TOPEKA, Kan. (AP) — A Kansas prosecutor on Friday dropped all remaining criminal charges against a Kansas City-area Planned Parenthood clinic accused of performing illegal abortions, ending what was believed to be the first attempt in the U.S. to prosecute a facility affiliated with the group.

Johnson County District Attorney Steve Howe announced that 32 misdemeanor charges against the clinic had been dismissed. Those charges were the last part of a criminal case filed in 2007 by Howe's predecessor. Howe said his decision to end the case came after consulting Kansas Attorney General Derek Schmidt. All three are Republicans.

"It is an unfortunate conclusion that I don't think is going to satisfy anybody, but that is the reality of what we have to deal with today," Howe said during a news conference at his office at the courthouse in Olathe. "But ultimately, the decision should be about the law and the evidence."

The remaining charges dealt with allegations that the clinic had violated a state law that restricted late-term abortions after a fetus was viable, or could survive outside the womb. The clinic was accused of not properly determining whether a fetus was viable, but Howe said "extensive research" by his office led it to conclude the clinic had met the tests spelled out in the law.

Pedro Irigonegaray, a Topeka attorney representing the clinic, praised the decision: "Finally, the truth comes out."

But it frustrated and angered abortion opponents. "Being found innocent and getting away with something are two completely different things," said Mary Kay Culp, executive director of Kansans for Life.

Phill Kline, the prosecutor who filed the charges, said Howe's statements indicated "he doesn't understand the case" and that a prosecutor has broad discretion in deciding whether to prosecute.

"This fact, however, does not make this decision correct but only demonstrates the District Attorney acted out of political fear rather than a sound understanding of the law, the facts or the case," Kline, who was unseated by Howe in an election, said in an email.

The clinic originally faced 107 criminal charges, including 23 felonies accusing it of falsifying copies of reports on abortions it had filed with the state. All of the allegations stemmed from abortions performed by the clinic in Overland Park in 2003. Of those charges, 75 were previously dismissed over the past 10 months for different reasons.

The remaining charges covered 16 abortions in 2003. One count for each procedure alleged that the clinic hadn't properly determined the viability of a fetus, while another count for each said the abortion violated the late-term restrictions.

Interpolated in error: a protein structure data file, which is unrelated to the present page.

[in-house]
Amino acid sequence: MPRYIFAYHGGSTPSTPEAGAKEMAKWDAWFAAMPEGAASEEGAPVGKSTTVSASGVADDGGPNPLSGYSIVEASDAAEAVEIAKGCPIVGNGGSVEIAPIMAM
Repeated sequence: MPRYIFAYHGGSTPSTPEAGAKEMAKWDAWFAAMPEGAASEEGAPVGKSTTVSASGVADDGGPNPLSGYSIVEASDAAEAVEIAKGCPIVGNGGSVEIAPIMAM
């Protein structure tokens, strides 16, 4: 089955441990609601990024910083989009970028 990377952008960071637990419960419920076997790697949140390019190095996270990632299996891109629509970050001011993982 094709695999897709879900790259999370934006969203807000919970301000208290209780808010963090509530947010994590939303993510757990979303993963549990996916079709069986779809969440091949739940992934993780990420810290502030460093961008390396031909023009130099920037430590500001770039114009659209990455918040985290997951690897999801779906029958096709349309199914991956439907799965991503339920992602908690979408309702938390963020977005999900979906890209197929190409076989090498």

In 2003, the late-term restrictions applied to abortions at or after the 22nd week of pregnancy if a doctor determined the fetus was viable. In such instances, abortions were limited to saving a woman's life or preventing "substantial and irreversible harm" to "a major bodily function," which could include mental health. Legislators rewrote the law last year so that viability is no longer a factor, only whether a woman's life is in danger or she faces permanent, major damage to her physical health if the pregnancy continues to term.

Howe said mortality rates for babies born prematurely made it more likely than not that the aborted fetuses weren't viable, and the law didn't require other tests for viability.

Legal disputes surrounding the case have delayed even a preliminary hearing to determine whether there was enough evidence against the clinic to warrant a trial. Johnson County District Judge Stephen Tatum had planned to have scheduling hearing Monday.

Kline, a Republican, began investigating abortion providers as Kansas attorney general in 2003. He lost his bid for re-election to the state office in 2006, but then served two years as Johnson County district attorney, losing to Howe in the Republican primary in August 2008.

Planned Parenthood officials and attorneys repeatedly have described the case as politically motivated because Kline opposes abortion.

Kline, now a visiting assistant professor of law at Liberty University in Lynchburg, Va., said evidence of potential wrongdoing — not his politics — drove his investigations. Abortion opponents also have argued that abortion-rights supporters long protected the clinic, including two Democrats who followed Kline in the attorney general's office before Schmidt won it in the 2010 election.

One anti-abortion group, Operation Rescue, had called upon Howe to resign earlier this month, when some other charges in the case were dropped. Troy Newman, the Wichita-based group's president, said Howe "threw the case."


Associated Press writer Heather Hollingsworth in Olathe, Kan., also contributed to this report.



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